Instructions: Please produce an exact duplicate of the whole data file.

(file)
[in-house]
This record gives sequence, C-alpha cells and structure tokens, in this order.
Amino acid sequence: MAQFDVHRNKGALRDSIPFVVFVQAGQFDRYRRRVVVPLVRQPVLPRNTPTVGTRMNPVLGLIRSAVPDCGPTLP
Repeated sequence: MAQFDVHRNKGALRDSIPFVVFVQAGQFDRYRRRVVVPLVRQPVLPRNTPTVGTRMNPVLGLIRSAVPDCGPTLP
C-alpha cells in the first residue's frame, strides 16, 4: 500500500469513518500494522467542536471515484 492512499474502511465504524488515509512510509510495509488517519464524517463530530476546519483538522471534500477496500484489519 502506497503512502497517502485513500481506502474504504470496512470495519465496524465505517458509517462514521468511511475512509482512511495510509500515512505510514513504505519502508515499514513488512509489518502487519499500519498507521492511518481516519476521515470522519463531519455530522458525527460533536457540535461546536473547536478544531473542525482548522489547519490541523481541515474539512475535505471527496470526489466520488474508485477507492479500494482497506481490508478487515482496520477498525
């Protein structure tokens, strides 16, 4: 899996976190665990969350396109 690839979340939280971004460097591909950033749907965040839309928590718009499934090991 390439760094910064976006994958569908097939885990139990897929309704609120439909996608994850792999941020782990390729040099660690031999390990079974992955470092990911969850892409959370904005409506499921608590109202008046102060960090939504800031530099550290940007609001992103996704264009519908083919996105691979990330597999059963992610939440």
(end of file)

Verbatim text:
[in-house]
This record gives sequence, C-alpha cells and structure tokens, in this order.
Amino acid sequence: MAQFDVHRNKGALRDSIPFVVFVQAGQFDRYRRRVVVPLVRQPVLPRNTPTVGTRMNPVLGLIRSAVPDCGPTLP
Repeated sequence: MAQFDVHRNKGALRDSIPFVVFVQAGQFDRYRRRVVVPLVRQPVLPRNTPTVGTRMNPVLGLIRSAVPDCGPTLP
C-alpha cells in the first residue's frame, strides 16, 4: 500500500469513518500494522467542536471515484 492512499474502511465504524488515509512510509510495509488517519464524517463530530476546519483538522471534500477496500484489519 502506497503512502497517502485513500481506502474504504470496512470495519465496524465505517458509517462514521468511511475512509482512511495510509500515512505510514513504505519502508515499514513488512509489518502487519499500519498507521492511518481516519476521515470522519463531519455530522458525527460533536457540535461546536473547536478544531473542525482548522489547519490541523481541515474539512475535505471527496470526489466520488474508485477507492479500494482497506481490508478487515482496520477498525
């Protein structure tokens, strides 16, 4: 899996976190665990969350396109 690839979340939280971004460097591909950033749907965040839309928590718009499934090991 390439760094910064976006994958569908097939885990139990897929309704609120439909996608994850792999941020782990390729040099660690031999390990079974992955470092990911969850892409959370904005409506499921608590109202008046102060960090939504800031530099550290940007609001992103996704264009519908083919996105691979990330597999059963992610939440």